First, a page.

Out of sight: aggregations of epizoic comb jellies underneath mushroom corals

Zarinah Waheed, and A. Alamaru, and B. W. Hoeksema, (2013) Out of sight: aggregations of epizoic comb jellies underneath mushroom corals. Coral Reefs , 32 (4). p. 1065. ISSN 1432-0975

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Official URL: http://dx.doi.org/10.1007/s00338-013-1078-1

Abstract

Over two-thirds of all known species of comb jellies (Ctenophora) are planktonic, whereas the remainder (order Platyctenida) is composed of benthic species. Many of these are epizoic, some of which (Coeloplana spp.) are on octocorals (Matsumoto and Gowlett-Holmes 1996; Song and Hwang 2010), but none have been reported in association with scleractinians (Stella et al. 2011; Hoeksema et al. 2012). During a biodiversity survey around Payar Island (06°03′–06°04′N, 100°02′–100°03′E), Strait of Malacca, Malaysia, in June 2013, aggregations of an epizoic ctenophore of the family Coeloplanidae, possibly a Coeloplana sp., were discovered at 9–12 m depth. They were found on 10 free-living mushroom corals (Scleractinia: Fungiidae) belonging to Pleuractis moluccensis and Fungia fungites. Each coral hosted from two to over 20 of these coeloplanids, which showed a brown, transparent colouration (Fig. 1). Comb jellies on the white, aboral side of fungiids were more common and easier to spot than those on the brown (zooxanthellate) oral side. Some shifted their position after their host was overturned (Fig. 1b, c).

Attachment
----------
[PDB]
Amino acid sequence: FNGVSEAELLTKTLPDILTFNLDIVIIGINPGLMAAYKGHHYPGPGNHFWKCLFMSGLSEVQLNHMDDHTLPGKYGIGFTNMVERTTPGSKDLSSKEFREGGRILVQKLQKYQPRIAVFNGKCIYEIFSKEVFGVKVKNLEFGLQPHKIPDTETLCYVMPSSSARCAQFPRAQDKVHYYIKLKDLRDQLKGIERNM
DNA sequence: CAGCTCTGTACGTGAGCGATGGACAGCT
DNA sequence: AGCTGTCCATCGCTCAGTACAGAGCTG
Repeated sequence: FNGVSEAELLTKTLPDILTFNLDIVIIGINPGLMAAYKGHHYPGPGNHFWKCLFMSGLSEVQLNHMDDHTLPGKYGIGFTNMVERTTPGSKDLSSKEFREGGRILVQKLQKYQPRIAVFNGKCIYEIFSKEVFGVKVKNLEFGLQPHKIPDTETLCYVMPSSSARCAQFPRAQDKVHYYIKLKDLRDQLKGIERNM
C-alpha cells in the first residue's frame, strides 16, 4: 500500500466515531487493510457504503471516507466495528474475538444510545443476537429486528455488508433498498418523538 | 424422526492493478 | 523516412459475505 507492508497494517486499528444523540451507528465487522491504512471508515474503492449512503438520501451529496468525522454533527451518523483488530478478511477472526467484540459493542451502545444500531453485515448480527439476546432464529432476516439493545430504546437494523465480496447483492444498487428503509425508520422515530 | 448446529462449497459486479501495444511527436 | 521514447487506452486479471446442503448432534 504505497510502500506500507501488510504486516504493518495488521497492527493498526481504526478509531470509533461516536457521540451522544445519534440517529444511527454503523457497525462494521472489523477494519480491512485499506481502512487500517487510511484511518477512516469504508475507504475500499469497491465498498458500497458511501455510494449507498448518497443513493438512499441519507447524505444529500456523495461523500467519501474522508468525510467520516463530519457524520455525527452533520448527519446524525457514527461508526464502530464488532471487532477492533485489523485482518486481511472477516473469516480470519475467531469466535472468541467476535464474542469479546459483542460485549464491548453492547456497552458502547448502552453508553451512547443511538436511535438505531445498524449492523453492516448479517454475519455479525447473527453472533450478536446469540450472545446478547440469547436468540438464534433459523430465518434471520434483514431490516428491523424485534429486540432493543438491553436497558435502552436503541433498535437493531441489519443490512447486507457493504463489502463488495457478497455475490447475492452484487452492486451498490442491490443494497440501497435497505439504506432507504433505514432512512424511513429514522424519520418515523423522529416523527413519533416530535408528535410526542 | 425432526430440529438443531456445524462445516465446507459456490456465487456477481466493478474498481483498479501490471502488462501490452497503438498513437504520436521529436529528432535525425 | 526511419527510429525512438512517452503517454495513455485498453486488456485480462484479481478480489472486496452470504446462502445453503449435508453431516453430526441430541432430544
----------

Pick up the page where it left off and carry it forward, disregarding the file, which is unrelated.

Item Type:Article
Uncontrolled Keywords:biodiversity, comb jellies, benthic species, octocorals
Subjects:Q Science > QL Zoology
Divisions:SCHOOL > Borneo Marine Research Institute
ID Code:15109
Deposited By:IR Admin
Deposited On:02 Dec 2016 16:20
Last Modified:02 Dec 2016 16:20

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